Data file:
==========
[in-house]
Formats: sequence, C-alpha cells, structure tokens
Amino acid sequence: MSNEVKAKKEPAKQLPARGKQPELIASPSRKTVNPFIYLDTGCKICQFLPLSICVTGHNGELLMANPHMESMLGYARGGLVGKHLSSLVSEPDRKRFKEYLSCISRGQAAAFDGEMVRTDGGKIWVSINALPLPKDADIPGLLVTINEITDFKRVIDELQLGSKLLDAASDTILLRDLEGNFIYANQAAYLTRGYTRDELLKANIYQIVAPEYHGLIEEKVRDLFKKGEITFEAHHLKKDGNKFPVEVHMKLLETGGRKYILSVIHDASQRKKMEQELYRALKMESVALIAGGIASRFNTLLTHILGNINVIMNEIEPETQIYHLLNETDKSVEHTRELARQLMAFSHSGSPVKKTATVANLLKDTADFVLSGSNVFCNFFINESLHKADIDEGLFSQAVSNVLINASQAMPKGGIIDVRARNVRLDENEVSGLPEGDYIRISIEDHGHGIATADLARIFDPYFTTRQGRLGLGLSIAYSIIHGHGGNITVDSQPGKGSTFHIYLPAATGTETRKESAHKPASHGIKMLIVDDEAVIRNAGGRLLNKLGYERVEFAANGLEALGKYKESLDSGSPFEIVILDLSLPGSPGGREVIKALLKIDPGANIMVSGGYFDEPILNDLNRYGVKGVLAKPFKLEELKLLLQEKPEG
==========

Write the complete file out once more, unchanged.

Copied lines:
[in-house]
Formats: sequence, C-alpha cells, structure tokens
Amino acid sequence: MSNEVKAKKEPAKQLPARGKQPELIASPSRKTVNPFIYLDTGCKICQFLPLSICVTGHNGELLMANPHMESMLGYARGGLVGKHLSSLVSEPDRKRFKEYLSCISRGQAAAFDGEMVRTDGGKIWVSINALPLPKDADIPGLLVTINEITDFKRVIDELQLGSKLLDAASDTILLRDLEGNFIYANQAAYLTRGYTRDELLKANIYQIVAPEYHGLIEEKVRDLFKKGEITFEAHHLKKDGNKFPVEVHMKLLETGGRKYILSVIHDASQRKKMEQELYRALKMESVALIAGGIASRFNTLLTHILGNINVIMNEIEPETQIYHLLNETDKSVEHTRELARQLMAFSHSGSPVKKTATVANLLKDTADFVLSGSNVFCNFFINESLHKADIDEGLFSQAVSNVLINASQAMPKGGIIDVRARNVRLDENEVSGLPEGDYIRISIEDHGHGIATADLARIFDPYFTTRQGRLGLGLSIAYSIIHGHGGNITVDSQPGKGSTFHIYLPAATGTETRKESAHKPASHGIKMLIVDDEAVIRNAGGRLLNKLGYERVEFAANGLEALGKYKESLDSGSPFEIVILDLSLPGSPGGREVIKALLKIDPGANIMVSGGYFDEPILNDLNRYGVKGVLAKPFKLEELKLLLQEKPEG